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The concept of a Learning Community for Students (LCS) parallels and links to the idea of a Personal Learning Environment (PLE). The PLE envisages learners exploiting existing services to enhance their learning process. I’ve witnessed directly this happening as some of the more ‘tech savvy’ students harness the advantages of Web2.0 technologies. Whilst the services provided by these Web2.0 technologies aren’t necessarily directly aimed at education, they do provide many opportunities for personal organization of tasks that are directly beneficial for institutionalized learning. So one element of what the vision for LCS wants to achieve is to consider how a student body as a community can corral existing services to directly benefit learning as a whole, through coordination of technology not centrally provided by an institution.

Key to the LCS philosophy is the idea that students must now develop their skills to enable them to rapidly make use of new technologies as they emerge to meet their needs in different areas of their learning and social activities. It is believed that students who develop additional skills to use technology beyond institutional provision are more open to further learning opportunities, placing the them at a distinct advantage over their peers. So they need to engage with the idea of using a technology for a limited period and adapting to newer, more useful technologies as appropriate. This is why a community approach is essential; no one individual is capable of identifying the tools of most use to his/her activities any more, and by sharing experiences with the rest of a learning community everyone should benefit. (This community approach can be witnessed already succeeding in many areas of Web2.0 technology.) So the community would share information about what tools are useful, explanations of how to use the tools at the basic level, and also examples of how tools can or have been used for learning or research.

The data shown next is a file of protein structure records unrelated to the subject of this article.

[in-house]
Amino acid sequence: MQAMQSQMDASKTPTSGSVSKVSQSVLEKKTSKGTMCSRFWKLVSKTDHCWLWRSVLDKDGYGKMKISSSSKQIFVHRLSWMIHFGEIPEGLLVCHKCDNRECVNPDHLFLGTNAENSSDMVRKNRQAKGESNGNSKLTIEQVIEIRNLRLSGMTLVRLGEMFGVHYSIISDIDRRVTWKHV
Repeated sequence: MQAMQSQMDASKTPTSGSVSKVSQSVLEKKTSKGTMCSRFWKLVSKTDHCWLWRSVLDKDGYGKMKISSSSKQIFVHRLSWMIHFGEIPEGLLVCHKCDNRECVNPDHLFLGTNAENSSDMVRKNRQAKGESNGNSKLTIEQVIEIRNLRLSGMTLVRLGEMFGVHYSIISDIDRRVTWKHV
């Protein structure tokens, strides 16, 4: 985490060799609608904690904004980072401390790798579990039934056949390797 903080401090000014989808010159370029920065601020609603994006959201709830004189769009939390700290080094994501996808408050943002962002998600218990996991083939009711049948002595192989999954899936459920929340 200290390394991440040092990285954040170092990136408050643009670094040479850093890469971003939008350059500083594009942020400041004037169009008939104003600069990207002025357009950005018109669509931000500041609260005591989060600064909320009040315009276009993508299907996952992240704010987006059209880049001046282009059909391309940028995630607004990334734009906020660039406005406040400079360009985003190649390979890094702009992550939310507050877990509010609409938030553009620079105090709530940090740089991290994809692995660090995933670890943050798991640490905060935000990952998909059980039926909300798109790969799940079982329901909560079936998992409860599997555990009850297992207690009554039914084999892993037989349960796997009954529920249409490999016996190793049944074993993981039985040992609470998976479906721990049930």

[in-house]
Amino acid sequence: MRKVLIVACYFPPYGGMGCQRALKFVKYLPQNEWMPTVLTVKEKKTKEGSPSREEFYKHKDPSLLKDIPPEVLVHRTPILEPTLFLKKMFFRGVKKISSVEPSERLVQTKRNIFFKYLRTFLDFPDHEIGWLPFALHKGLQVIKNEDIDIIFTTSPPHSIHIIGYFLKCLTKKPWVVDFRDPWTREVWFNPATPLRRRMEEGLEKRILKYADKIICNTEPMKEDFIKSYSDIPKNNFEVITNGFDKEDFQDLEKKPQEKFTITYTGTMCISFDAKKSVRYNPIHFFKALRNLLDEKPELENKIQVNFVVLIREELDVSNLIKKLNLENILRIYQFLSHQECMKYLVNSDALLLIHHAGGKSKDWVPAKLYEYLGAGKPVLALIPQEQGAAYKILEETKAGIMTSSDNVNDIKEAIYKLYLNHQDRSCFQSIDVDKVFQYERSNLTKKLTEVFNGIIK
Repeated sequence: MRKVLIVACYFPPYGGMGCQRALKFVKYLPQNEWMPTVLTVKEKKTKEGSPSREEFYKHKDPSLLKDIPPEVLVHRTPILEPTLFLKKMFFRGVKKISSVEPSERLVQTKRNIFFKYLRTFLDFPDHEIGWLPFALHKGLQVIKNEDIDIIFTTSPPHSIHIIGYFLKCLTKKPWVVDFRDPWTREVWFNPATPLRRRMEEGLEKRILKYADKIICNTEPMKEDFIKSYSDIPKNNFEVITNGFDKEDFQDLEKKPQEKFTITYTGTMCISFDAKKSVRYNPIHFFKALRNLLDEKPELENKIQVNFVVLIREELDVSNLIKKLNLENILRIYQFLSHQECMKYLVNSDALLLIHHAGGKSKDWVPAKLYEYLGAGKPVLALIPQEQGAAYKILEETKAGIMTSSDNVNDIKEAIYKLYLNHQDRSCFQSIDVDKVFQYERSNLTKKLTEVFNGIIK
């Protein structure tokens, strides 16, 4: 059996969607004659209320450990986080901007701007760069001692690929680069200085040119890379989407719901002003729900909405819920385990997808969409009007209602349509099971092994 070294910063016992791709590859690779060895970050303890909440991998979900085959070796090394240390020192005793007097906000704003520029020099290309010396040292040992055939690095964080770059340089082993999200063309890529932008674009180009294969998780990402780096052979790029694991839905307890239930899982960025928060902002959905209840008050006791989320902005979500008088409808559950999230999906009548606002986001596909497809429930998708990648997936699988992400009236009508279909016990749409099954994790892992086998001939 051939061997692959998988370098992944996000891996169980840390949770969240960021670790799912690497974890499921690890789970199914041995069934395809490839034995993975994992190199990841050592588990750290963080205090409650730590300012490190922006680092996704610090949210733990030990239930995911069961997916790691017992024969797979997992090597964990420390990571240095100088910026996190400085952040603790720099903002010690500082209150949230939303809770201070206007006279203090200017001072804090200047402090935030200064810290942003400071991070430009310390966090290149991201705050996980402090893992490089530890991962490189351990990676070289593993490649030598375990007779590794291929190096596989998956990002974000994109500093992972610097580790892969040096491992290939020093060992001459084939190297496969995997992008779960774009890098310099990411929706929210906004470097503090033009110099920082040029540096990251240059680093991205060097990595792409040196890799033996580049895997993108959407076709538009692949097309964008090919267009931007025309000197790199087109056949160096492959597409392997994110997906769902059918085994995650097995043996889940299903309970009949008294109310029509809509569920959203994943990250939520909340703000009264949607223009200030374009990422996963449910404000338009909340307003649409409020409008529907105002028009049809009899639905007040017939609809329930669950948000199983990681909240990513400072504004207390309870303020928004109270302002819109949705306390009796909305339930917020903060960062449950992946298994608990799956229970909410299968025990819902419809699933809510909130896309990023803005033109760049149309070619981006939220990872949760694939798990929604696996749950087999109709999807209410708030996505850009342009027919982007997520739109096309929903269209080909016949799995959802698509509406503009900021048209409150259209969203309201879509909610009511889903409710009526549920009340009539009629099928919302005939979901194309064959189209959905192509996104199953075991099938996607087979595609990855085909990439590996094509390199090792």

Also, arguably the complexity of these technologies is increased for the individual, which can be overwhelming; it is hoped that by structuring an LCS with an intuitive front end some of these feeling can be alleviated, (and also some of the seduction of the technology at the expense of deep level learning sometimes encountered by the more tech savvy students can be tempered). Therefore, it is envisaged that through an LCS students will empower themselves to use informal learning resources beyond what is provided by a university. This develops an emphasis centred on the individual learner’s needs and capabilities of a student, provides accessible learning opportunities without time and place constraints, prioritizing of the social elements of learning by using effective tools aligned to existing behaviour, and continuation and consistency of resources beyond graduation. It is also debated that a shift towards personal ownership of technology increases engagement and alleviates problems of accessibility, usability, learner mobility and pedagogical integration. This is a departure from the traditional approach where institutions coordinate the infrastructure of learning technology for use by the learner. And for an LCS to be successful it must provide a means of accessing and harnessing Web2.0 in a way that matches students’ existing patterns.